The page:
November 22, 2008

Baltimore fans still cheering 13 years later


MONTREAL – Call it the U.S. branch of Canadian football’s fan club.

More than a decade after their Baltimore Stallions rode out of town, a band of Canadian pigskin diehards from Maryland have made the trek to Montreal to watch Sunday’s Grey Cup.

Baltimorean Sue Haddox said it’s still painful to talk about losing her beloved Stallions, who moved to Montreal to become the Alouettes in 1996.

“I was just crying my heart out,” said Haddox, whose voice still cracks when discussing the thousands of Stallions fans who fought to keep the team, even as the NFL’s Cleveland Browns moved into town to become the Baltimore Ravens.

“We even bought season tickets when we knew they were moving, hoping that would convince them to stay.”

The CFL’s ill-fated American expansion brought a handful of U.S. teams into the league, including the Sacramento Gold Miners, Las Vegas Posse, Birmingham Barracudas and Memphis Mad Dogs. The experiment flopped almost everywhere, and although it succeeded in Baltimore the Stallions were quickly squeezed out by the arrival of the NFL.

But Haddox, and about a half-dozen of her Baltimore buddies, couldn’t let go of their passion for high-scoring, wide-open Canadian football and have continued to get their fix by making Grey Cups trips an annual ritual.

Since watching the Stallions lose the 1994 championship in Vancouver and then prevail the next season in the only Grey Cup won by a U.S. team, she’s only missed one fall classic.

Now a fierce Alouettes fan, she’s delighted this year’s final between her team and the Calgary Stampeders is on home turf.

“They have a good home here,” she said of the transformed Stallions.

The vocal gang of football pals proudly wore their Stallions colours Friday as they munched on pancakes and danced to live country music in Montreal’s Grey Cup village.

Gregg Dieghorn said their presence at Grey Cup events across Canada has made them celebrities.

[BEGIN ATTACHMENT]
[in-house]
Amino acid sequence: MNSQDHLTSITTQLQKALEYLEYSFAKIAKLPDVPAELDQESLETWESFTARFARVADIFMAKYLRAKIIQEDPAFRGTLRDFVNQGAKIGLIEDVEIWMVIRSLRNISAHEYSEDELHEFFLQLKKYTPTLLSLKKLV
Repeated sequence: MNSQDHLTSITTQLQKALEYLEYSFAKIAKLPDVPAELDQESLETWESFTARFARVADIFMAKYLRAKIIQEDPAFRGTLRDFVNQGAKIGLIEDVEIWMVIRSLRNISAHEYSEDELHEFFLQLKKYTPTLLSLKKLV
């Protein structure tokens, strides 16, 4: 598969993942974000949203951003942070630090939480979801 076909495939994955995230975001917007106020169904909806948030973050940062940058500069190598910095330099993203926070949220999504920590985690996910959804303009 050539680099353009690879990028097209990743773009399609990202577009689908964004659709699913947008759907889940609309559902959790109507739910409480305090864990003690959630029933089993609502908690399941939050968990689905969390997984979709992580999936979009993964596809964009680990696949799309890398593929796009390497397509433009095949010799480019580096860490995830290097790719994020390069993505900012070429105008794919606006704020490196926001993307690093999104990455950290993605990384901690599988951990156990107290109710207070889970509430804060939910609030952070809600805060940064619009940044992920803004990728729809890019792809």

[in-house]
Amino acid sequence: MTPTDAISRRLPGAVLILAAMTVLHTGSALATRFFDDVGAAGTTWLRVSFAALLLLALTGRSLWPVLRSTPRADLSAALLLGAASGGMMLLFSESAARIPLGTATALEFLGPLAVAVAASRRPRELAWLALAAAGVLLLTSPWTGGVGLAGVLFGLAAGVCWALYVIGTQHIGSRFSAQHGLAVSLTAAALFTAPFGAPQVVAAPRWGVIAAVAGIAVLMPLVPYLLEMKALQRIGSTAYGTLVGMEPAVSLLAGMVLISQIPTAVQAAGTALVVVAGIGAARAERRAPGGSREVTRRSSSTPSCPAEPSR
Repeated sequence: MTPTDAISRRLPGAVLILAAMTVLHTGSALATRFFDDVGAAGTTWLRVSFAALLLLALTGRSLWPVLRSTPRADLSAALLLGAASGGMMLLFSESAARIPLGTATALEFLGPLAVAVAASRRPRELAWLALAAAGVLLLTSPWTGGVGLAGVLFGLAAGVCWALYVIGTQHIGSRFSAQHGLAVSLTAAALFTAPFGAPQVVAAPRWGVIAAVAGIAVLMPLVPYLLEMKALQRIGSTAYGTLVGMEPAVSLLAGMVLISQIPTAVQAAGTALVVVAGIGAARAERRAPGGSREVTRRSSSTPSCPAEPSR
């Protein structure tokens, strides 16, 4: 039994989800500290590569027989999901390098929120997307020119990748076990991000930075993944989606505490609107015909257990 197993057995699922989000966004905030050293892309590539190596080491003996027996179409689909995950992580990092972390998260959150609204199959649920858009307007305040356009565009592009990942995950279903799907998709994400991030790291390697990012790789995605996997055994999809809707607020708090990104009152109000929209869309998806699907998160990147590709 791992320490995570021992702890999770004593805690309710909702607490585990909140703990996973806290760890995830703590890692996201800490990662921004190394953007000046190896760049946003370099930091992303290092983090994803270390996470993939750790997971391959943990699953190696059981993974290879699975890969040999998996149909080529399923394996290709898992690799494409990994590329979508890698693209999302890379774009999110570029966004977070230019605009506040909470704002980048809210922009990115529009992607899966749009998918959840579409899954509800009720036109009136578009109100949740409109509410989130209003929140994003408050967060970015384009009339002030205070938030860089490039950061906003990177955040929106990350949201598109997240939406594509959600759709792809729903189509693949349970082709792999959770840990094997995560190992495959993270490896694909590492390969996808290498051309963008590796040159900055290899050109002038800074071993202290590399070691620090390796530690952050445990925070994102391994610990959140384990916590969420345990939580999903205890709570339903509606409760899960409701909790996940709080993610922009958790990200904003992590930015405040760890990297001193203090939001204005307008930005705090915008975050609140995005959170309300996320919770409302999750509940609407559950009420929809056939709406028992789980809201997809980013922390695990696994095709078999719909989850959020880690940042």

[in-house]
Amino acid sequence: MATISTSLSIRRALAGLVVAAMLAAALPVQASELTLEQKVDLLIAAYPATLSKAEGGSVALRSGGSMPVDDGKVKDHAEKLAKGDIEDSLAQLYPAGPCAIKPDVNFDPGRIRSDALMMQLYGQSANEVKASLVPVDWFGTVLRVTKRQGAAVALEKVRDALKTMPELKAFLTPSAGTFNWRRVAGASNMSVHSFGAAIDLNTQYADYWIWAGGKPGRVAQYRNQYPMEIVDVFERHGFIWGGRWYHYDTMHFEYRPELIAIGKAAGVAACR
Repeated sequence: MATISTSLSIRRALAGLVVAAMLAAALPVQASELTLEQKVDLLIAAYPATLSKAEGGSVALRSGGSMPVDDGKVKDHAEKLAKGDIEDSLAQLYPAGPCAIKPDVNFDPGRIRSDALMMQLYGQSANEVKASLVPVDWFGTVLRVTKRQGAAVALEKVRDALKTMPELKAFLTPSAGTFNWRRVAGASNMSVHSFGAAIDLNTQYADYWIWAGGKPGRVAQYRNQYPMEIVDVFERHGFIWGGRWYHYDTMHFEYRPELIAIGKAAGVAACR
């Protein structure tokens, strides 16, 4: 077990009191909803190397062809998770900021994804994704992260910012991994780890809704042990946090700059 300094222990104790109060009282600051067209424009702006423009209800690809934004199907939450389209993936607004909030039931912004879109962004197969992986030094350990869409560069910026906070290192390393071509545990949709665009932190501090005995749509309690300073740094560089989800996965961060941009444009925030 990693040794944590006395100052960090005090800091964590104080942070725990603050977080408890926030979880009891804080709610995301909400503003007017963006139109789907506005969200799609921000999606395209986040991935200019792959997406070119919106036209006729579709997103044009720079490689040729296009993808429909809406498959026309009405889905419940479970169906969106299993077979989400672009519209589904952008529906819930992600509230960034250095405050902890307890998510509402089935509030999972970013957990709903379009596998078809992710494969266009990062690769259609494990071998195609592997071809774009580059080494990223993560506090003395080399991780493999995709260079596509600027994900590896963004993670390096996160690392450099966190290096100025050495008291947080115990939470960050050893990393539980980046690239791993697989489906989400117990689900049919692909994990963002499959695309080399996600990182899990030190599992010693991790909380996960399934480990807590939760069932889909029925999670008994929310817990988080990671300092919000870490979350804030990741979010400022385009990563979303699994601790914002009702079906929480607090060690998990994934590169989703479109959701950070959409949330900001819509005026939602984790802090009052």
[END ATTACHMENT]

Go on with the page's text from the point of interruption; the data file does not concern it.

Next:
“When you come to Canada to watch Canadian football from the States, people are just amazed,” said Dieghorn.

He said some American friends are equally perplexed by his hobby.

“They look upon it as some sort of cult, (as if) we’re people who don’t have anything else in our lives except go to the Grey Cup every year.”

He said his wife joined him on a Grey Cup trip a few years ago and she described it as “a combination fraternity party, college reunion and oh, yeah, there’s a football game at the end.”

“That’s what I like about it,” he said.

Joe Short, dressed head to toe in Stallions gear, said he’s been watching CFL football since the 1950s.

“There’s probably 20,000 broken hearts still left in Baltimore,” said Short, whose tall, Stallions cowboy hat is easy to spot in the Grey Cup crowds.

He said the plodding style of the NFL has nothing on the high-flying CFL action.

” It’s so exciting, but the best part is the game is for the average fan … you don’t have to pay a lot of money,” he said.

Leo Dodge said he’s grateful that Canadians introduced their sport to Baltimore, even though the franchise only stuck around town for two seasons.

Dodge, known as “flag man” for the massive blue-and-white Stallions banner he waves at all Grey Cup festivities, said he’s pumped to cheer on his “Stall-louettes.”

“I just want to see a great game and it’s always a great game in the CFL,” said Dodge, who wore a t-shirt that read: “Thanks Canada. We may never repeat but we will not forget. Fans of Baltimore.”

Alouettes quarterback Anthony Calvillo, named this year’s most outstanding player and one of the league’s all-time greats, got his CFL start in the U.S. as a rookie with the Las Vegas Posse.

Rich Salzer of Virginia Beach, Va. has been to 17 Grey Cups and meets up with the Baltimore CFL fanatics every year.

On Friday, he donned a Mad Dogs flag like a cape as a shout out to a Memphis friend, and fellow CFL enthusiast, who couldn’t make it to Montreal.

He said American-born athletes have always played a starring role in the league on both sides of the border.

“We think we’re filling a void because the Americans have become part of the Grey Cup,” he said of the U.S. contingent at this year’s event.

“It’s my favourite time of year.”